The Governor's 4,200 page budget bill (HB 59) sees the reanimation of 2 education policy ideas that were overwhelmingly rejected in the previous legislature due to their unpopular and deeply destructive nature.
The first provision sees the Governor once again push the corporate reform idea of a statewide parent trigger. Here's the change in law he is proposing
(B) Except as provided in division (D), (E), or (F) of this section, if the parents or guardians of at least fifty per cent of the students enrolled in a school to which this section applies, or if the parents or guardians of at least fifty per cent of the total number of students enrolled in that school and the schools of lower grade levels whose students typically matriculate into that school, by the thirty-first day of December of any school year in which the school is subject to this section, sign and file with the school district treasurer a petition requesting the district board of education to implement one of the following reforms in the school, and if the validity and sufficiency of the petition is certified in accordance with division (C) of this section, the board shall implement the requested reform in the next school year:
Over objections to this idea in the previous budget, the policy was scaled back to be a pilot program solely affecting Columbus City Schools. Since this "pilot" began, and despite many of the real and perceived problems with Columbus City Schools, not a single attempt has been made to pull "the parent trigger". Despite the failure of this pilot program, and without any working evidence that such a policy mechanism could succeed, the Governor wants to once again spread this community busting idea throughout the entire state.
For further discussion on the failures of parent trigger laws, our previous posting can be found here.
The second zombie policy idea to be resurrected by the Governor was even more solidly rejected when it was introduced as HB136. HB136 sought to eliminate the restrictions on Ohio's current voucher programs (ʺEd Choiceʺ and "Cleveland Scholarship") and instead open participation statewide on the basis of family income. The idea was so bad that even the author of the bill called it a "potential doomsday" for public education. The bill prompted more than 400 boards of education to pass resolutions opposing the idea and the bill died before receiving a floor vote.
Now it's back, under Sec. 3310.032
(B) In each fiscal year for which the general assembly appropriates funds for purposes of this section, the department of education shall pay scholarships to attend chartered nonpublic schools in accordance with section 3310.08 of the Revised Code. The number of scholarships awarded under this section shall not exceed the number that can be funded with appropriations made by the general assembly for this purpose.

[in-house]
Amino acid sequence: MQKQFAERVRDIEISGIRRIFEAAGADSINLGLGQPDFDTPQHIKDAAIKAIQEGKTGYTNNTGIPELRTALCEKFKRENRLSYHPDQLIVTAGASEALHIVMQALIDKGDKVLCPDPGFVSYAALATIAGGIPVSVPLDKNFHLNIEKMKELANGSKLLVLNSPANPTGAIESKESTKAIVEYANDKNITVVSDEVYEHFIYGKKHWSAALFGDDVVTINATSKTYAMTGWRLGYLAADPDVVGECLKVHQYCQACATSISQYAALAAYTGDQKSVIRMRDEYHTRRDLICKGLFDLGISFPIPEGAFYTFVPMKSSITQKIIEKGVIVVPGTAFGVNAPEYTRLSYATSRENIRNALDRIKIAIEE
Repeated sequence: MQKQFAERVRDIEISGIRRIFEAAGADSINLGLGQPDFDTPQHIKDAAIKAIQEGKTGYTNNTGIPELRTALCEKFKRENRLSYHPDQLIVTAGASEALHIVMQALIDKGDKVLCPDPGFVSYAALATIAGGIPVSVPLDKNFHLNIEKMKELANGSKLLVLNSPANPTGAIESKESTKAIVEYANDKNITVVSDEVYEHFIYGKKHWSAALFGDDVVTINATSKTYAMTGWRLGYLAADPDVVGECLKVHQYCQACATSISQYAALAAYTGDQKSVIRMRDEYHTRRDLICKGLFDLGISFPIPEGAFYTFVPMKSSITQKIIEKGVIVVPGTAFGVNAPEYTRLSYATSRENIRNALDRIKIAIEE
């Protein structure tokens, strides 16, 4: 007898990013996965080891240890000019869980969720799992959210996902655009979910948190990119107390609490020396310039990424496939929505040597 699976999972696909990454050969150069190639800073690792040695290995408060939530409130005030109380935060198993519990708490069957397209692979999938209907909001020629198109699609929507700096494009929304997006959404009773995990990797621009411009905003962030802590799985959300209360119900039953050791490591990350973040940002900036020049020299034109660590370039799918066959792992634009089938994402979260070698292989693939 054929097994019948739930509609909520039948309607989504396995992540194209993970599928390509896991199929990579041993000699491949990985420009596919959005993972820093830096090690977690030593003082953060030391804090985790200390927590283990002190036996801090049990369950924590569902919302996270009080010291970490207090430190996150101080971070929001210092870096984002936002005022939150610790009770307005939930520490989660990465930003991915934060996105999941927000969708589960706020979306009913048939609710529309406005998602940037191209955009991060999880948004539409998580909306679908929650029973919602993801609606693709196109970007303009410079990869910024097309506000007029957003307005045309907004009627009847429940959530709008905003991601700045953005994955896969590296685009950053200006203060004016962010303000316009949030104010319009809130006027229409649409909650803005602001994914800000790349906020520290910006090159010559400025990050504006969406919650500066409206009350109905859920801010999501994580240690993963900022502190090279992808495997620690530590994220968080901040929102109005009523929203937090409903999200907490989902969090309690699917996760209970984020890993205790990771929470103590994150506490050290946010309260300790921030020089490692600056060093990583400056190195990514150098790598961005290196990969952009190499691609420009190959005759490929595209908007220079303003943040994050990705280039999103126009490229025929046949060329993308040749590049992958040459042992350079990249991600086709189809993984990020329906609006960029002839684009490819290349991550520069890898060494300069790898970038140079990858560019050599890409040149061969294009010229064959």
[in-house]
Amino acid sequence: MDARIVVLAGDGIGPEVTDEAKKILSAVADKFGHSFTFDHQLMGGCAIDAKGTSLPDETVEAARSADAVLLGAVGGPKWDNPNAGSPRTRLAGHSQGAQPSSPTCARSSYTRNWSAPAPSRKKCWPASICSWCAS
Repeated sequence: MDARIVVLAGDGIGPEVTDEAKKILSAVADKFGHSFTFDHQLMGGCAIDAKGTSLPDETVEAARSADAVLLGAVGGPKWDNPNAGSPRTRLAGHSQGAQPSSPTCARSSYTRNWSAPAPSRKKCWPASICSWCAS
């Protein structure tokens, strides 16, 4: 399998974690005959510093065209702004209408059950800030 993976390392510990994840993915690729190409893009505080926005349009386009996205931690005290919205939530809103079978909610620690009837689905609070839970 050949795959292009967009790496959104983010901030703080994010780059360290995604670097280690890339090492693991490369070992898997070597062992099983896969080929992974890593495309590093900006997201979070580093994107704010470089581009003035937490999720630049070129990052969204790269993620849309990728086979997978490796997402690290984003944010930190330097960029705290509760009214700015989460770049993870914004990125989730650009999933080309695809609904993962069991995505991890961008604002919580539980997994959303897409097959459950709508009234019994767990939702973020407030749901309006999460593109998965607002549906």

(C) Scholarships under this section shall be awarded as follows:
(1) For the 2013-2014 school year, to eligible students who are entering kindergarten in that school year for the first time;
(2) For each subsequent school year, scholarships shall be awarded to eligible students in the next grade level above the highest grade level awarded in the preceding school year, in addition to the grade levels for which students received scholarships in the preceding school year.
(D) If the number of eligible students who apply for a scholarship under this section exceeds the scholarships available based on the appropriation for this section, the department shall award scholarships in the following order of priority:
(1) First, to eligible students who received scholarships under this section in the prior school year;
(2) Second, to eligible students with family incomes at or below one hundred per cent of the federal poverty guidelines. If the number of students described in division (D)(2) of this section who apply for a scholarship exceeds the number of available scholarships after awards are made under division (D)(1) of this section, the department shall select students described in division
(D)(2) of this section by lot to receive any remaining scholarships.
(3) Third, to other eligible students who qualify under this section. If the number of students described in division (D)(3) of this section exceeds the number of available scholarships after awards are made under divisions (D)(1) and (2) of this section, the department shall select students described in division (D)(3) of this section by lot to receive any remaining scholarships.
(E) A student who receives a scholarship under this section remains an eligible student and may continue to receive scholarships under this section in subsequent school years until the student completes grade twelve, so long as the student satisfies the conditions specified in divisions (E)(2) and (3) of section 3310.03 of the Revised Code.
Once a scholarship is awarded under this section, the student shall remain eligible for that scholarship for the current school year and subsequent school years even if the student's family income rises above the amount specified in division (A) of this section, provided the student remains enrolled in a chartered nonpublic school.
Eligibility for private school vouchers, in a few short paragraphs is opened up statewide, even if students in a school district have schools rated excellent to attend. When traditional public schools are suffering such draconian budget cuts, siphoning tax payer money to private schools cannot be a reasonable policy. This is, in short, a public education privatization provision.